ANCHORAGE - Alaska needs to spend more to prevent and clean up oil spills, two citizen watchdog groups told state lawmakers.
The Valdez-based Prince William Sound Regional Citizens Council said state equipment lags behind the latest technology. The Kenai-based Cook Inlet Regional Citizens Advisory Council said the funding for state Division of Spill Prevention and Response should keep up with inflation.
The groups, which were created after the 1989 Exxon Valdez oil spill in Prince William Sound, testified Tuesday at a state Senate Resources Committee hearing in Anchorage.
State agencies are reviewing regulations in light of BP's oil spill in the Gulf of Mexico, the Anchorage Daily News reported.
The state's spill division chief agreed his budget could be in trouble in the future. For spill response, oil producers pay a surcharge to the state on every barrel of oil. But with North Slope production declining, the total revenue collected has fallen, too. The division hasn't had to cut its budget yet, said the division chief, Larry Dietrick.
Dietrick defended the spill-response arsenal used in Alaska. The companies can use whatever equipment they want but have to meet the toughest spill cleanup standards in the country, he said.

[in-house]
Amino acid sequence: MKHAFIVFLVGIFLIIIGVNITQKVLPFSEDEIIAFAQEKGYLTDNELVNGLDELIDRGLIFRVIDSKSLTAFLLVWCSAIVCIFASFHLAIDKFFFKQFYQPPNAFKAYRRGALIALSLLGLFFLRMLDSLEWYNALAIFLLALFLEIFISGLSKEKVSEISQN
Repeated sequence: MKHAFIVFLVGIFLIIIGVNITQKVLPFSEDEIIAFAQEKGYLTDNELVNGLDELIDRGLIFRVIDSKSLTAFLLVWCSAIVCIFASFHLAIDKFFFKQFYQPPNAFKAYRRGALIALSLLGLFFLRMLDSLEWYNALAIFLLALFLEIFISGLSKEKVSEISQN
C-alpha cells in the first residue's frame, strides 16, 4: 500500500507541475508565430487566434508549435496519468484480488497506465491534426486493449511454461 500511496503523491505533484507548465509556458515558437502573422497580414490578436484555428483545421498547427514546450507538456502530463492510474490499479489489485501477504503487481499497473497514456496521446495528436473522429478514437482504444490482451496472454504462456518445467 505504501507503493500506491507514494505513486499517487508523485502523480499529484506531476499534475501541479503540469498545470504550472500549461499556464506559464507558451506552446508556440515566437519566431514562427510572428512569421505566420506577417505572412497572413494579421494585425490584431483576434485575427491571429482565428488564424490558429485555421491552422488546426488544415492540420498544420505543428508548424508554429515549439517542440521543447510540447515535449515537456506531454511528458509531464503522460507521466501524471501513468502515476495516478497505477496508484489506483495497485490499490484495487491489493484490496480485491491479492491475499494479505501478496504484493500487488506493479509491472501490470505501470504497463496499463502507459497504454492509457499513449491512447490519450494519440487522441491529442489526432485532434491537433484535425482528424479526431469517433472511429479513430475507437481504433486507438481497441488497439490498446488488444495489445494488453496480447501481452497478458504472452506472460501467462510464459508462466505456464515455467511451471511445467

State regulators said during the hearing that they will consider changes in drilling rules.
Larry Hartig, commissioner of the Alaska Department of Environmental Conservation, said he is waiting for reports from national experts studying the Gulf spill.
Two major oil companies - Royal Dutch Shell PLC and ConocoPhillips - also testified about drilling off Alaska's northern coast. The companies hope to explore for oil on federal leases in the Chukchi and Beaufort seas.
State Sen. Bill Wielechowski, who co-chairs the Resources Committee, said he doesn't believe the companies will be allowed to drill unless the state persuades federal regulators it can be done safely.
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